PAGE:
Sunday, 21 November 2010

The Tatsfield Bus Stop and Tatsfield Village

A misty Tatsfield Village Green,  Sunday November 21st 2010

A low-key cycling weekend with trips out to the Tatsfield bus stop and then, on Sunday, Tatsfield Village. The weather was misty on Sunday and grey and cloudy on Saturday. No sign of Jon this weekend. More details to follow as my internet connection is bad and needs repairing.

An interesting 'installation' on the village green at Tatsfield

Wednesday, 17 November 2010

I love the Guardian's Q&A page in Weekend magazine...

I love Saturdays. Once I return from my early morning cycle, I nip down to the newsagent and buy the Guardian and then return home, sit in the conservatory and read Weekend magazine; it's the best! First, I read Tim Dowling's column, then I take a brief look at Your Pictures before reading the Q&A, possibly Experience (this week's 'I nearly died after eating wild mushrooms' was good) and then I switch to the back and read the excellent Snooping around column by Anna Timms; I love Wreck of the Week and often imagine myself buying some strange and remote cottage on the Northumberland coast. I can't be bothered with Blind Date, but I love Oliver Burkeman's This column will change your life and then I read the Review section of the newspaper – or rather, I give it a quick flick through, stopping, perhaps at Author Author or one of the main features. I have to admit that I am still mourning the loss of Writers' Rooms. Why was it discontinued? I loved reading about and looking at the rooms where accomplished writers write – so if anybody on the Guardian is reading this (which I doubt) please reinstate it.

The best feature is the Q&A and I've often sat there in my conservatory answering the questions myself and suddenly thought: what a great idea! I'll answer them for the blog and invite other readers to answer the same questions. So, here's my answers – email me yours and I'll publish them too.

When were you happiest?
On holiday in the seventies in Felpham, West Sussex. Mum and dad used to rent a house right on the beach and for some reason, the sun was always shining.
What is your earliest memory?
My younger brother Jon returning, newly born, from the maternity ward, concealing a toy train under his shawl for me: I was three years old.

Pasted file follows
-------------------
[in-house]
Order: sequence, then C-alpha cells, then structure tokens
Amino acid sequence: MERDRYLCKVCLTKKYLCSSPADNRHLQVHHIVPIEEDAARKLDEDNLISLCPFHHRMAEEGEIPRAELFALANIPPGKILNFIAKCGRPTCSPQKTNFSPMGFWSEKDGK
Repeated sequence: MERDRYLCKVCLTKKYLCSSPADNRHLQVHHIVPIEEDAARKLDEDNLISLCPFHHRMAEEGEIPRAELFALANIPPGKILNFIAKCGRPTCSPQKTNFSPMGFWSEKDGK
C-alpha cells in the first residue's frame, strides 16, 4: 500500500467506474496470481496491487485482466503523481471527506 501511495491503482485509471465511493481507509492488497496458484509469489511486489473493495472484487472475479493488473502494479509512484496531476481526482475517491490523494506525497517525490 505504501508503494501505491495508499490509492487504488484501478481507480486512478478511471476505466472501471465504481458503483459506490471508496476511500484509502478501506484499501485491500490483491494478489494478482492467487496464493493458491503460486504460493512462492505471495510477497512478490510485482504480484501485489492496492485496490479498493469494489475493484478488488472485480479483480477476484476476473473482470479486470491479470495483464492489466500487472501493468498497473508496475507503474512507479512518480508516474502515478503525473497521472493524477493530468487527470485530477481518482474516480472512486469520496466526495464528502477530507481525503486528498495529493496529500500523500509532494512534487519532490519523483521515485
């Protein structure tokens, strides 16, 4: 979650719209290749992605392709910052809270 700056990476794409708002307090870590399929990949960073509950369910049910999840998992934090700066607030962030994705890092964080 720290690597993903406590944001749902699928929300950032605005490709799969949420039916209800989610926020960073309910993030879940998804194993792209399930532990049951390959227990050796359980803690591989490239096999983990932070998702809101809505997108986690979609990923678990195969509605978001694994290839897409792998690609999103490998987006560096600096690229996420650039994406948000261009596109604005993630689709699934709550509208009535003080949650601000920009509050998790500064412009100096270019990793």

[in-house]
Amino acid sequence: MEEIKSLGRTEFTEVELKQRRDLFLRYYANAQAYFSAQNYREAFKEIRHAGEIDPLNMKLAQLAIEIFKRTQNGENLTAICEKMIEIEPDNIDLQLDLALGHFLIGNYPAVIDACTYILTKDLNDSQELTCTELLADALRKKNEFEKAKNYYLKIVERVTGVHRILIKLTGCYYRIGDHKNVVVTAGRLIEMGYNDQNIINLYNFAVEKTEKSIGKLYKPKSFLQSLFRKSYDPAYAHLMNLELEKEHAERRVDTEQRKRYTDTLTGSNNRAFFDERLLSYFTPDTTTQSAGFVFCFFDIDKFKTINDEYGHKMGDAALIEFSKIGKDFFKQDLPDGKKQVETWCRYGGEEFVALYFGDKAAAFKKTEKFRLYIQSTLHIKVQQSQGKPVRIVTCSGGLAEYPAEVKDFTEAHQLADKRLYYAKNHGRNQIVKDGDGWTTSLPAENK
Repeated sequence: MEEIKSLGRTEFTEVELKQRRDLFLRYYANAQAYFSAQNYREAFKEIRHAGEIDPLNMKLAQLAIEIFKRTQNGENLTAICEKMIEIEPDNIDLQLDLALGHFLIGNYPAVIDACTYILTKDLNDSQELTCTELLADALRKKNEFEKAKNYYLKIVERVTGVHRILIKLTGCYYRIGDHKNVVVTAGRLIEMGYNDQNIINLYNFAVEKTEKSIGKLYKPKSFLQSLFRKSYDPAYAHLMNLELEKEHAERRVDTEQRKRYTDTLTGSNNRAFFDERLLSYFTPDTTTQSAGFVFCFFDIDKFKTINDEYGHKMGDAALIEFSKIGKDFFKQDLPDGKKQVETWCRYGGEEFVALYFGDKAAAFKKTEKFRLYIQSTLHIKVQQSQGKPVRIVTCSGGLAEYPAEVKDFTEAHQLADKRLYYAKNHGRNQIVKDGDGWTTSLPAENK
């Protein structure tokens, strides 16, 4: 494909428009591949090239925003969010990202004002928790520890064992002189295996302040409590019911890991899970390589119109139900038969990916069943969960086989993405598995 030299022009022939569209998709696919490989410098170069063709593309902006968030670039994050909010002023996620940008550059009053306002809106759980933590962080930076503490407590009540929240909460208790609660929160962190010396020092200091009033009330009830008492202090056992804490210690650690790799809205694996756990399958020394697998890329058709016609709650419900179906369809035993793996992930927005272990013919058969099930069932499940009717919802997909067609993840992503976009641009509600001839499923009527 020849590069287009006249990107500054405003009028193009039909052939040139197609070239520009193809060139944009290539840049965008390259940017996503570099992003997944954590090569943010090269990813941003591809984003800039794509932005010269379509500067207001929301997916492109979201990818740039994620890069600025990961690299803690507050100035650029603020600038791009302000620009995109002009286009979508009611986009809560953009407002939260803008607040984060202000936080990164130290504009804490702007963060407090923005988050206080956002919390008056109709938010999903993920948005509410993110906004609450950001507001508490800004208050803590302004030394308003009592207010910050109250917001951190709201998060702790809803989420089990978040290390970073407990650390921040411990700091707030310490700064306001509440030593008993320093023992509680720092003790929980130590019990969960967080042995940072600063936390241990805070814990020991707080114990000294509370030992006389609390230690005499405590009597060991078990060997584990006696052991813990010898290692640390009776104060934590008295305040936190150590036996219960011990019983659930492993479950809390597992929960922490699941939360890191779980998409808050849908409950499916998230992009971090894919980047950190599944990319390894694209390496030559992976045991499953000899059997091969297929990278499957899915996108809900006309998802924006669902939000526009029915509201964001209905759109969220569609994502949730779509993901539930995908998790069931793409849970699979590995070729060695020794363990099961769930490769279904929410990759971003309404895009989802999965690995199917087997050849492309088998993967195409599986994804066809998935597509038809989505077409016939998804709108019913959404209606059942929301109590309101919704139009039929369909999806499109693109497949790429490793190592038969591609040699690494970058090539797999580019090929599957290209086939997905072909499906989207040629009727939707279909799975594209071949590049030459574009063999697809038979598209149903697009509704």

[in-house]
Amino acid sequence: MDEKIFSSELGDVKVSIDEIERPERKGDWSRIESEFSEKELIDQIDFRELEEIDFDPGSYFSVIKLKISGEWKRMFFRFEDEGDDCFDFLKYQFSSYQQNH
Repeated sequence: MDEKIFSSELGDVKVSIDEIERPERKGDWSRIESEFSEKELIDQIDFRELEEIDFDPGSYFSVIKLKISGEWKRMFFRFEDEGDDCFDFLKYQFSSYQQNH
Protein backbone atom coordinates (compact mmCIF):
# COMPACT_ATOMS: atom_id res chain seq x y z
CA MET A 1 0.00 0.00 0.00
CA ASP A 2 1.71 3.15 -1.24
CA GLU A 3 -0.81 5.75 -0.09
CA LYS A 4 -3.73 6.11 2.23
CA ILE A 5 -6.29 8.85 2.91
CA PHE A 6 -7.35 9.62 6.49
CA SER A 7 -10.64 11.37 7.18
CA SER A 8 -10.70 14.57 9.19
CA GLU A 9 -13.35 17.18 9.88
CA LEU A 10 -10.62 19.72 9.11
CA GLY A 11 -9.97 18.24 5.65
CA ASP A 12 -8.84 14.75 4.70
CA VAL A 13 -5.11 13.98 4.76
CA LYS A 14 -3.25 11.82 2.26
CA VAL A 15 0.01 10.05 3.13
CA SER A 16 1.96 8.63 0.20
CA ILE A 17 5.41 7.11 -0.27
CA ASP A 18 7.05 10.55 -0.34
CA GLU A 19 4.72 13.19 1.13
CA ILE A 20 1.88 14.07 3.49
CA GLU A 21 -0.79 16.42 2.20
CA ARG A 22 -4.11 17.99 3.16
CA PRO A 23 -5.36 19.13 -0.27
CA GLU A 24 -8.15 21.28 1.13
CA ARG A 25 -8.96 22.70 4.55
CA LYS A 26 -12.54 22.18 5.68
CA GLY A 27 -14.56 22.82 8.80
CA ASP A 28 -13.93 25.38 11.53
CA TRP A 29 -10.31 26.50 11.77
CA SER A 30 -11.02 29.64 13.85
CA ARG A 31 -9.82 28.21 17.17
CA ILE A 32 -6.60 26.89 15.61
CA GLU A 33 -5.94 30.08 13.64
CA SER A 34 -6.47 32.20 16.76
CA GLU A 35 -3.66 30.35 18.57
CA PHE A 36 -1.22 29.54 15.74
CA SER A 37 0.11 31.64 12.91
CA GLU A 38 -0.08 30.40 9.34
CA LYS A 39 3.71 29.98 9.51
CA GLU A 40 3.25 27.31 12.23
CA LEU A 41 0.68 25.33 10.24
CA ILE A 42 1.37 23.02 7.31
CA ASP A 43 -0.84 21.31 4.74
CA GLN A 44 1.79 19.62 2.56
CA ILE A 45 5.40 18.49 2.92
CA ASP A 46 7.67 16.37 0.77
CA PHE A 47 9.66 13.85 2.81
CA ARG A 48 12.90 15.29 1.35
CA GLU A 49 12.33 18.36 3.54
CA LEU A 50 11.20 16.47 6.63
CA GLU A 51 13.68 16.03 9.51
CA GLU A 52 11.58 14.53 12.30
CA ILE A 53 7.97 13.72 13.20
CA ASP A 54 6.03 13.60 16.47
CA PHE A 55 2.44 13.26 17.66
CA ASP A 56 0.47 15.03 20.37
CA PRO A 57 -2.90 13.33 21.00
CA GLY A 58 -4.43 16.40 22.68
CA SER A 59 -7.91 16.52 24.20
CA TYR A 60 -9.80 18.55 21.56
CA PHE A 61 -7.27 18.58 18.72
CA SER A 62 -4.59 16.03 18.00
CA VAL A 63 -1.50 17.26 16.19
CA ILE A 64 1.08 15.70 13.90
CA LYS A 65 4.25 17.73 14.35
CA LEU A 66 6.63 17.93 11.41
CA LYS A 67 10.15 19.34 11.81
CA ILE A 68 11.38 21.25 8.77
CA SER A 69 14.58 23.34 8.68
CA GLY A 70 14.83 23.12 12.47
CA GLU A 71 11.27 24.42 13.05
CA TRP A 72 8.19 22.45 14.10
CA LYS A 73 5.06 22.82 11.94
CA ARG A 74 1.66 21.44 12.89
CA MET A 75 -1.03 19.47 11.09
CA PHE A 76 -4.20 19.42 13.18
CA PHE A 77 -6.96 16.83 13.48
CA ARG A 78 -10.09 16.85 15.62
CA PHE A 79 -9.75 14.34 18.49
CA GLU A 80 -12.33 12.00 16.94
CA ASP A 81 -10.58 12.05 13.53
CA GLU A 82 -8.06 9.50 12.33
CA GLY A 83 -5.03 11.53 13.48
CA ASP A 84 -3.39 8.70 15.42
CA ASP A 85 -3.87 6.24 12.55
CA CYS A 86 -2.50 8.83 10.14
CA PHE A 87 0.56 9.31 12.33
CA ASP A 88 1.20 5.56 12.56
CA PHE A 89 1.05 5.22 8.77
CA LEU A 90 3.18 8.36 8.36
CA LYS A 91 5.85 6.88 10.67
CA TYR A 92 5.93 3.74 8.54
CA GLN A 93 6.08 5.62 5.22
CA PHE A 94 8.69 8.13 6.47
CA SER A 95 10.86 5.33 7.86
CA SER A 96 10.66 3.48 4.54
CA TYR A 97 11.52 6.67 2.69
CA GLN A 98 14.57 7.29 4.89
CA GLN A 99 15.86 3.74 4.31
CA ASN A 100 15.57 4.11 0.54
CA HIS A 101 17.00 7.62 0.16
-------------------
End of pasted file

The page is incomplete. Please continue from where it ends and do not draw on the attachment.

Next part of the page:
What is the trait you most deplore in yourself?
A tendency towards laziness and just doing nothing.
What is the trait you most deplore in others?
Uncalled for stroppy behaviour.
What is your most treasured possession?
My Kona Scrap dirt jumper that I bought on a credit card in 2006 and haven't stopped riding since. My pal Andy has a Kona Blast and my brother Jon a Kona Fire Mountain so perhaps I should apply for a job as a salesman with Kona UK.
Where would you like to live?
In a house on the beach on the South Coast of England.
If you could bring something extinct back to life, what would you choose?
My father-in-law, Norman Woodley.
Who would play you in the film of your life?
It's a toss-up between Kevin Spacey and Nicholas Cage. Although Andy Kaufmann would do a good job if he was still alive.
What is your favourite smell?
A freshly creosoted fence; the smell of hops from a pub doorway; and the sea.
What would be your fancy dress of choice?
I don't do fancy dress parties.
What is the worst thing anyone's said to you?
Once, many years ago, a man called David Peachell told me I had little going for me when I went to see him at a recruitment agency in, if I recall correctly, Liverpool Street in London.
What do you owe your parents?
To whom would you most like to say sorry, and why?
Anybody I was obnoxious to after one too many beers.
What does love feel like?
The answer would, out of necessity, be too pretentious for words.
What was the best kiss of your life?
With my wife when she was my girlfriend, on a bus.
Which words or phrases do you most overuse?
Quite a lot of unsuitable expletives.